O’FARRELL, P.Z., GOODMAN, H.M. and O’FARRELL, P.H. (1977). High resolution two dimensional electrophoresis of basic as well as acidic proteins. Cell, 12, 1133.PubMedCrossRefGoogle Scholar
  12. 12).
    ANSORGE, W. (1981). Preparation of ultrathin gels (0.1–0.2 mm). Applications to protein separation with a new silver staining. In: International Conference in Electrophoresis, Charlston, S.C., in press.Google Scholar
  13. 13).
    MOSE LARSEN, P. (1981). An assessment of the potential offered by two dimensional gel electrophoresis and silver staining for developmental biology. (Thesis: Dept of Chemistry, Aarhus University, Denmark).Google Scholar
  14. 14).
    HAJDU, S. (1979). Pathology of soft tissue tumours. Lea and Fibiger, Philadelphia, ISBN 0–8121-0693–8.Google Scholar
  15. 15).
    BRAVO, R., SMALL, J.V., FEY, S.J., MOSE LARSEN, P. and CELIS, J.E. (1982). Architecture and polypeptide composition of HeLa cytoskeletons. Modification of cytoarchitectural polypeptides during mitosis. J. Mol. Biol. 154, 121.PubMedCrossRefGoogle Scholar
  16. 16).
    BRAVO, R., FEY, S.J., SMALL, J.V., MOSE LARSEN, P. and CELIS, J.E. (1981). Coexistence of three major isoactins in a single sarcoma 180 cell. Cell, 25, 195.PubMedCrossRefGoogle Scholar
  17. 17).
    BRAVO, R. and CELIS, J.E. (1982). Up-dated catalogue of HeLa cell proteins: Percentages and characteristics of the major cell polypeptides labelled with a mixture of 16 [14C]-amino acids. Clin. Chem. 28, 766.PubMedGoogle Scholar
  18. 18).
    FORCHHAMMER, J. (1982). Quantitative changes of some cellular polypeptides in C3H mouse following transformation by Moloney sarcoma virus. In: “Biological markers of neoplastic transformation”. (ed. P. Chandra), Plenum, in press.Google Scholar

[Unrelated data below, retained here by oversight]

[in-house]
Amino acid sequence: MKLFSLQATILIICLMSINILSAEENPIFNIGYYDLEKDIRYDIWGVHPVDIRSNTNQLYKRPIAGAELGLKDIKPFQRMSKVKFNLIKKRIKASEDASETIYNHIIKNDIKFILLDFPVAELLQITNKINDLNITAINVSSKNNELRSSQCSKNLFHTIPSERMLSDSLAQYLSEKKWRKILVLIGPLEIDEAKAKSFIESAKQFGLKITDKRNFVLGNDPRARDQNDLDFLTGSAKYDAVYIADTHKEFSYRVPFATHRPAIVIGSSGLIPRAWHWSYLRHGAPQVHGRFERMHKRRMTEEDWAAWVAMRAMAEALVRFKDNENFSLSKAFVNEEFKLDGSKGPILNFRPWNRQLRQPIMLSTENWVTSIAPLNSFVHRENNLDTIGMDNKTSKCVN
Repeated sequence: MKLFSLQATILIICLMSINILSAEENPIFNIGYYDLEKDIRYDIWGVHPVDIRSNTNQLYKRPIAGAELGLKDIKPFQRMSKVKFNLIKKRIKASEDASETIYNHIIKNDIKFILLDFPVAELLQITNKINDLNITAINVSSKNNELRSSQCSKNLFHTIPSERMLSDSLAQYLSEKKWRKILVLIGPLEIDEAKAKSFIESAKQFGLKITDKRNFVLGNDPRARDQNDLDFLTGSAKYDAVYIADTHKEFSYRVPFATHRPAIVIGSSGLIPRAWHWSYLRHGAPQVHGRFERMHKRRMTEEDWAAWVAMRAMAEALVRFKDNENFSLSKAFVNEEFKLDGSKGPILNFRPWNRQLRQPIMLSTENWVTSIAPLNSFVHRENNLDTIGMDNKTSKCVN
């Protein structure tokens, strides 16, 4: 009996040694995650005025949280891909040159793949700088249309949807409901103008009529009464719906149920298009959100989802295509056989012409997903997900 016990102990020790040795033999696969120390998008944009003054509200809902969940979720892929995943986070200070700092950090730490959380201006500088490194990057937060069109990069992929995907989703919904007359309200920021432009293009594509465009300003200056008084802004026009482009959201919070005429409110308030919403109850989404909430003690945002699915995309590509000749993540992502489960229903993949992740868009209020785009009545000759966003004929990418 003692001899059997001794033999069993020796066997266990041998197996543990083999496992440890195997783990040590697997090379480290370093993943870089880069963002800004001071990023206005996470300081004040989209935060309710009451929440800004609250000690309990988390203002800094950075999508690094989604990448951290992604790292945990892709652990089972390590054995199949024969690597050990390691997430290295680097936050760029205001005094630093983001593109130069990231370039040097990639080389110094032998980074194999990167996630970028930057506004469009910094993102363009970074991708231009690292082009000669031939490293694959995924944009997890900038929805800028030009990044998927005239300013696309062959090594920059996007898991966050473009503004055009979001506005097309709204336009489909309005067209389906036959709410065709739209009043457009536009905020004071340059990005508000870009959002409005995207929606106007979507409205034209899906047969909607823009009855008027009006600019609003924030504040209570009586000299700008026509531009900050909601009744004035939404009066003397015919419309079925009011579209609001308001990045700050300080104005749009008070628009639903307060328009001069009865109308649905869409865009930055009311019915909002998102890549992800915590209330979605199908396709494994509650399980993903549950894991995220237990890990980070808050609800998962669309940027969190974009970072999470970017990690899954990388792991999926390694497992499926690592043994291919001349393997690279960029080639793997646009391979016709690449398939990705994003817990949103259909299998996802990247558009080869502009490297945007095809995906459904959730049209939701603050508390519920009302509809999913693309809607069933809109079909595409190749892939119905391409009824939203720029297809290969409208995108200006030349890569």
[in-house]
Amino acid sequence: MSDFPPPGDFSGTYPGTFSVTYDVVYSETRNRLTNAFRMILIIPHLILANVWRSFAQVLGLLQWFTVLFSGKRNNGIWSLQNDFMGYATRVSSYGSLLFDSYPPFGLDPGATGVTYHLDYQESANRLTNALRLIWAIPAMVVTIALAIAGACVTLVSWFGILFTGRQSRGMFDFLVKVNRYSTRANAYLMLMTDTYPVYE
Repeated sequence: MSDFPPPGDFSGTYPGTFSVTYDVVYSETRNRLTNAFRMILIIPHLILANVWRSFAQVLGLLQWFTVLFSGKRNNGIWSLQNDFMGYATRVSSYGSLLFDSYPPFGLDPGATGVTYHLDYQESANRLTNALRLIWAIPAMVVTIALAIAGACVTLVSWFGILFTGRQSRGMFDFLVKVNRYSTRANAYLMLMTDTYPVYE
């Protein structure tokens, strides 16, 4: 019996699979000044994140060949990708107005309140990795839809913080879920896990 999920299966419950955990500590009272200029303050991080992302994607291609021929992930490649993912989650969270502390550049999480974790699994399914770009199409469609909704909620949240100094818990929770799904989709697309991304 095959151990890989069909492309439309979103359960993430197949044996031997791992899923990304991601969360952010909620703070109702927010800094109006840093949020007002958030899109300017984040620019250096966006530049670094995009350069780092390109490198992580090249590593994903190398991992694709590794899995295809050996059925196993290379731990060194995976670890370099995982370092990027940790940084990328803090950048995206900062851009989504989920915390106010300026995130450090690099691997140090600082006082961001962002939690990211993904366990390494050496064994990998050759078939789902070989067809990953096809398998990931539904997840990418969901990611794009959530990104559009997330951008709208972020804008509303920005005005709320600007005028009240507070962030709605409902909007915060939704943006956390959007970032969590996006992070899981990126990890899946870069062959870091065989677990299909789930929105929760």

19. 19).
    BUZIN, C.H. and PETERSEN, N.S. (1982). A comparison of the multiple Drosophila heat shock proteins in cell lines and larval salivary glands by two dimensional gel electrophoresis. J. Mol. Biol. 158, 181.PubMedCrossRefGoogle Scholar
  20. 20).
    HICKEY, E.D. and WEBER, L.A. (1982). Modulation of heat-shock polypeptide synthesis in HeLa cells during hyperthermia and recovery. Biochemistry, 21, 1513.PubMedCrossRefGoogle Scholar
  21. 21).
    TOPP, U.C., LANE, D. and POLLACK, R. (1980). Transformation by SV40 and polyoma virus. In: Molecular biology of tumour viruses, (ed. J. Tooze) part 2, pp. 205. Cold Spring Harbor, New York.Google Scholar
  22. 22).
    BRAVO, R., FEY, S.J., BELLATIN, J., MOSE LARSEN, P. and CELIS, J.E. (1982). Identification of a nuclear polypeptide (cyclin) whose relative proportion is sensitive to changes in the rate of cell proliferation and to transformation. In: Proceedings of the International Society of Developmental Biology, (ed. M. Burger), Alan R. Liss, New York, In press.Google Scholar
  23. 23).
    CURRIE, R.W. and WHITE, F.P. (1981). Trauma-induced protein in rat tissues. A physiological role for a “heat shock” protein?. Science, 214, 72.PubMedCrossRefGoogle Scholar
  24. 24).
    HAMMOND, G.L., LAI, Y.-K. and MARKERT, C.L. (1982). Diverse forms of stress lead to new patterns of gene expression through a common and essential metabolic pathway. Proc. Natl. Acad. Sci. USA, 79, 3485.PubMedCrossRefGoogle Scholar

Copyright information

© Plenum Press, New York 1983

Authors and Affiliations

  • J. Forchhammer
    • 1
    • 2
  • H. Macdonald-Bravo
    • 1
  1. 1.Department of ChemistryUniversity of AarhusAarhus CDenmark
  2. 2.The Fibiger LaboratoryCopenhagen ØDenmark

Personalised recommendations